Thanks to work that’s being sponsored by The Office of Naval Research (ONR) the U.S. Navy could be about to save millions of dollars on their fuel costs. It comes in the form of an “omniphobic” coating that’s being developed currently by Dr. Anish Tuteja, an associate professor of materials science and engineering at the University of Michigan. 

The coating can repel oil, water, alcohol, and even peanut butter and could be the answer to improve operational efficiency across the whole naval fleet. What’s of most interest to the U.S. Navy is how the special coating can reduce friction drag when the ships are moving through the water. 

“A significant percentage of a ship’s fuel consumption [up to 80 percent at lower speeds and 40-50 percent at higher speeds] goes toward maintaining its speed and overcoming friction drag,” said Dr. Ki-Han Kim, a program officer in ONR’s Sea Warfare and Weapons Department. “If we could find a way to drastically reduce friction drag, vessels would consume less fuel or battery power, and enjoy a greater range of operations.” 

And that’s where Tuteja’s omniphobic coating comes in. Just imagine two ships are sailing along at the same speed. One deals with friction drag as the other is covered in a special coating that allows the water to bend and slide off the hull. The vessel that’s coated will use less fuel as it won’t have as much water resistance to battle with while maintaining speed. 

This isn’t the first repellent coating to ever exist, but many others just don’t live up to the job. For example, when water is placed in a pan coated with Teflon, it will form into little droplets and roll off the pan. Cooking oil, however, will spread everywhere. “Researchers may take a very durable polymer matrix and a very repellent filler and mix them,” says Tuteja. “But this doesn’t necessarily yield a durable, repellent coating. Different polymers and fillers have different miscibilities.”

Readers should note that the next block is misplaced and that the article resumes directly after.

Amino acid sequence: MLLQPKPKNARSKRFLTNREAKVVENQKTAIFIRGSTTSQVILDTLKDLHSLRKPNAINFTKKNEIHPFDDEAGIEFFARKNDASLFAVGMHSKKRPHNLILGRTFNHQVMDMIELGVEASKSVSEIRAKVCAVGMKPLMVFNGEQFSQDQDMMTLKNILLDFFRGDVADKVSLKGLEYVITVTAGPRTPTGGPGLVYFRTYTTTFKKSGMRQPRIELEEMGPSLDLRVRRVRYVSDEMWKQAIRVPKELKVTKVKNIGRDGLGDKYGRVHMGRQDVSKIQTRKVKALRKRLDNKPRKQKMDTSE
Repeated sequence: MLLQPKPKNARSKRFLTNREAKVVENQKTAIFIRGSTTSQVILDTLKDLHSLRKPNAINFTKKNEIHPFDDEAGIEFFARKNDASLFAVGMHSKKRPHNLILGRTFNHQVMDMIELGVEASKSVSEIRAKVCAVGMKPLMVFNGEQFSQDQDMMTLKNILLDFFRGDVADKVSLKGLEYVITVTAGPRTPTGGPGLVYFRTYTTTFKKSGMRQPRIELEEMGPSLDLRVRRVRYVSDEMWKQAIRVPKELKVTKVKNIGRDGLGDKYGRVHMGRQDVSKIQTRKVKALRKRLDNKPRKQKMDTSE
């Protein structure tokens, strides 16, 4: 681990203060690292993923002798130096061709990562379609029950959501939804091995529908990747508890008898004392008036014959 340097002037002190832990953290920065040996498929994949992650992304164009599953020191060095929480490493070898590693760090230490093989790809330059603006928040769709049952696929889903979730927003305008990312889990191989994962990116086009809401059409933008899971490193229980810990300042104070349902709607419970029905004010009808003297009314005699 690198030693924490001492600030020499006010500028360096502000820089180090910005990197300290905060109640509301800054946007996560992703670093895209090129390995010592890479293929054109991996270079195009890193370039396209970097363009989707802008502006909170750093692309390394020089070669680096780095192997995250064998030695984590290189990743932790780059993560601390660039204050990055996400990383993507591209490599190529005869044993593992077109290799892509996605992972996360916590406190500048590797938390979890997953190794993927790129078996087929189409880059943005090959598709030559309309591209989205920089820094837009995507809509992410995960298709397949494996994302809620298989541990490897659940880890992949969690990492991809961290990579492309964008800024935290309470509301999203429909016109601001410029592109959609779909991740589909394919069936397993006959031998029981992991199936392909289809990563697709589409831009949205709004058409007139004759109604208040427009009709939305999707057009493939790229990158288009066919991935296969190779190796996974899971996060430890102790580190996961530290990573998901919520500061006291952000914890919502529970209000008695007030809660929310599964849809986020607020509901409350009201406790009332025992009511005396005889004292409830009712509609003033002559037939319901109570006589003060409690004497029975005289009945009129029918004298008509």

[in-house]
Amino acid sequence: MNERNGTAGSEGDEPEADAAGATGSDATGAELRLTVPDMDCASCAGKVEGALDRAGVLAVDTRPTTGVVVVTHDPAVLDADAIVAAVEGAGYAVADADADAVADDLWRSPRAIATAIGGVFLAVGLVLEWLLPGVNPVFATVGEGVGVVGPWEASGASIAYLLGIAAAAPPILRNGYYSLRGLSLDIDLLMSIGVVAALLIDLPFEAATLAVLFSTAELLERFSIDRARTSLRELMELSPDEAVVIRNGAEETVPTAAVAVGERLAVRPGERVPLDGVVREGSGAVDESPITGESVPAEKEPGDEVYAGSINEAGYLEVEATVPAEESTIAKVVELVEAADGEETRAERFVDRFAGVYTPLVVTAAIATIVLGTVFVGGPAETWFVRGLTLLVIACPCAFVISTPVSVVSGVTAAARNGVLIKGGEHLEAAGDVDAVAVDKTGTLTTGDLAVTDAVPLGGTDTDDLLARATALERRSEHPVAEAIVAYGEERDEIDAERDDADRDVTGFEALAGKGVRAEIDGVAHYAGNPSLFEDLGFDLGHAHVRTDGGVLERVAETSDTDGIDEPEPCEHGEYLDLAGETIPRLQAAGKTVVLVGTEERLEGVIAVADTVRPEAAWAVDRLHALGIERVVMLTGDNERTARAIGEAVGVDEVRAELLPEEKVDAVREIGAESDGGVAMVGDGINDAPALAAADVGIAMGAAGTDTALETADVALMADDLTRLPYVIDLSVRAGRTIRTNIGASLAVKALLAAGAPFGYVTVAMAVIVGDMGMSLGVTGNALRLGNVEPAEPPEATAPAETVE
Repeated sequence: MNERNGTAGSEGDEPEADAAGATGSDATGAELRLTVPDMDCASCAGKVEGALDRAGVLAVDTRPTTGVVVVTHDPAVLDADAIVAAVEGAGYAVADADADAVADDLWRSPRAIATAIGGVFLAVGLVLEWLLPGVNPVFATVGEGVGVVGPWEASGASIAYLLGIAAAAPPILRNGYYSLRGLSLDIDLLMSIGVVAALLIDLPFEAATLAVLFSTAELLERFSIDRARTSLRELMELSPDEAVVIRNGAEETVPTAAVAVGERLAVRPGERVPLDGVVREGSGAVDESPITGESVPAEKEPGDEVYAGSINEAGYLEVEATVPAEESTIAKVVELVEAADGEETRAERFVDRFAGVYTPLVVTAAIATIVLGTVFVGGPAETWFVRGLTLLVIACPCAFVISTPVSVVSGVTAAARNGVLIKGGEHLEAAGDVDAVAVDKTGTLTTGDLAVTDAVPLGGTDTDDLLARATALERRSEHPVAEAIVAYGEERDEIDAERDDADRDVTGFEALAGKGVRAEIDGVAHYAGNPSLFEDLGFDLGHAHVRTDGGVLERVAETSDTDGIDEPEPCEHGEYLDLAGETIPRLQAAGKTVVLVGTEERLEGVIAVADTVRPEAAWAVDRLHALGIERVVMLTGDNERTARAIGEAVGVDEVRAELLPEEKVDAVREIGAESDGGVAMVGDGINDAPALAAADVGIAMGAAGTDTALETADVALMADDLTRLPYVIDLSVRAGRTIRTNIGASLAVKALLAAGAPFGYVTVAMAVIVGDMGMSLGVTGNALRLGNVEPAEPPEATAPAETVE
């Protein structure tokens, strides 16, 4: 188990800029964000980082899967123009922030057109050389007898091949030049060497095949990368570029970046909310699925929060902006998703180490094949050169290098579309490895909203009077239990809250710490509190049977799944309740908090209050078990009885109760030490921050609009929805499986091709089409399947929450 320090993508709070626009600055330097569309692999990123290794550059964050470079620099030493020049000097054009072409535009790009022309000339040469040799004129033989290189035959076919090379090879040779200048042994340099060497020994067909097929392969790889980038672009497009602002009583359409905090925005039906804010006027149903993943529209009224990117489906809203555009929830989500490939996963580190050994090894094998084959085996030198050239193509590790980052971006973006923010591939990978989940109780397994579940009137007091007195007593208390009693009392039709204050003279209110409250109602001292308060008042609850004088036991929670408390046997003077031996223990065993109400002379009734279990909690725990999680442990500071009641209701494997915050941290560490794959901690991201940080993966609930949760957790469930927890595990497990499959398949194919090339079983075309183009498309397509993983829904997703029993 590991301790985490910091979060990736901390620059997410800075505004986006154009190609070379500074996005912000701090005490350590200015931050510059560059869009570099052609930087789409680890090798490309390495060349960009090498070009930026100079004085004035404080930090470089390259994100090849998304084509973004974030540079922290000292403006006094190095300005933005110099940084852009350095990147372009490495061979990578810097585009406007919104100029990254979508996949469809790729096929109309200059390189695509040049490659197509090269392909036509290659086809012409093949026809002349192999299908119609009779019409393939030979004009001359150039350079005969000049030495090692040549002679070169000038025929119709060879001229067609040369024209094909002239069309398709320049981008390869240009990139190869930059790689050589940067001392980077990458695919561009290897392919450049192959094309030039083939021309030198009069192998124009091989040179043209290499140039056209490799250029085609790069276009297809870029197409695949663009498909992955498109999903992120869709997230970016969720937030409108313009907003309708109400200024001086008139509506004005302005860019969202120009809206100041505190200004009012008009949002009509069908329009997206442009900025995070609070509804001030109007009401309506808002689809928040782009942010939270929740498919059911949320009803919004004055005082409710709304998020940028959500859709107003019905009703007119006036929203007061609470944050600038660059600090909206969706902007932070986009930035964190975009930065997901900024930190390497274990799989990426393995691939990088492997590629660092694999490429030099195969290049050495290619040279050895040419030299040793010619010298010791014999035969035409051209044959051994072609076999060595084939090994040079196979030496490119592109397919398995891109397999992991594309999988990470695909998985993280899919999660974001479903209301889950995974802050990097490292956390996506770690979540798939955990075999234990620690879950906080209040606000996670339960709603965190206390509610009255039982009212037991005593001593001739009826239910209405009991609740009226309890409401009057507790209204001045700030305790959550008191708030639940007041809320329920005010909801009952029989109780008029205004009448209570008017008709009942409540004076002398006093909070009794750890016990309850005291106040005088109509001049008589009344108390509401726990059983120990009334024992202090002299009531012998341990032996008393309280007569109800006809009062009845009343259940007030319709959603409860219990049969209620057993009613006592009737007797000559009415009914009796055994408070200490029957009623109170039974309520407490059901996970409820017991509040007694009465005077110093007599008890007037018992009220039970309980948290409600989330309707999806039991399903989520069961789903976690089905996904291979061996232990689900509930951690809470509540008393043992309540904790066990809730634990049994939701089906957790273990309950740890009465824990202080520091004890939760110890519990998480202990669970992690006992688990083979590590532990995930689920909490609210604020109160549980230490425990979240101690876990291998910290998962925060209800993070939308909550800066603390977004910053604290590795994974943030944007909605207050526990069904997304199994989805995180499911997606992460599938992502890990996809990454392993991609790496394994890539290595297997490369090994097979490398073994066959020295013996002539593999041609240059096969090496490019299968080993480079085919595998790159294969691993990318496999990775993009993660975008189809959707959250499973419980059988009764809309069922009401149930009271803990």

Mathew Boban, a graduate student research assistant at the University of Michigan, pours hexadecane oil onto a glass slide covered with an omniphobic coating. The petroleum-based, highly viscous oil slides easily off the glass. The Office of Naval Research is sponsoring efforts to see how omniphobic coatings might reduce friction drag–resistance created by the movement of a hull through water–on ships, submarines, and unmanned underwater vessels. CREDIT – Robert Coelius, Michigan Engineering Communications & Marketing

Tuteja and his team engineered the omniphobic coating by first studying a huge database of chemical substances to predict how any two would behave if mixed, based on their molecular properties. Finally, after analyzing hundreds of different combinations, they found the mix they were looking for. The rubber-like combination they discovered can be dipped, brushed, sprayed or spin-coated onto a number of different surfaces. It binds tightly and has the ability to withstand both denting and scratching. And, the coating is optically clear.

As well as being used to reduce friction drag, Tuteja also sees the coating being used for protecting expensive equipment such as antennas, radars, and sensors from adverse weather. ONR is also sponsoring other types of coating research that will help prevent ice from forming on ships that have to operate in the colder climates of the world. 

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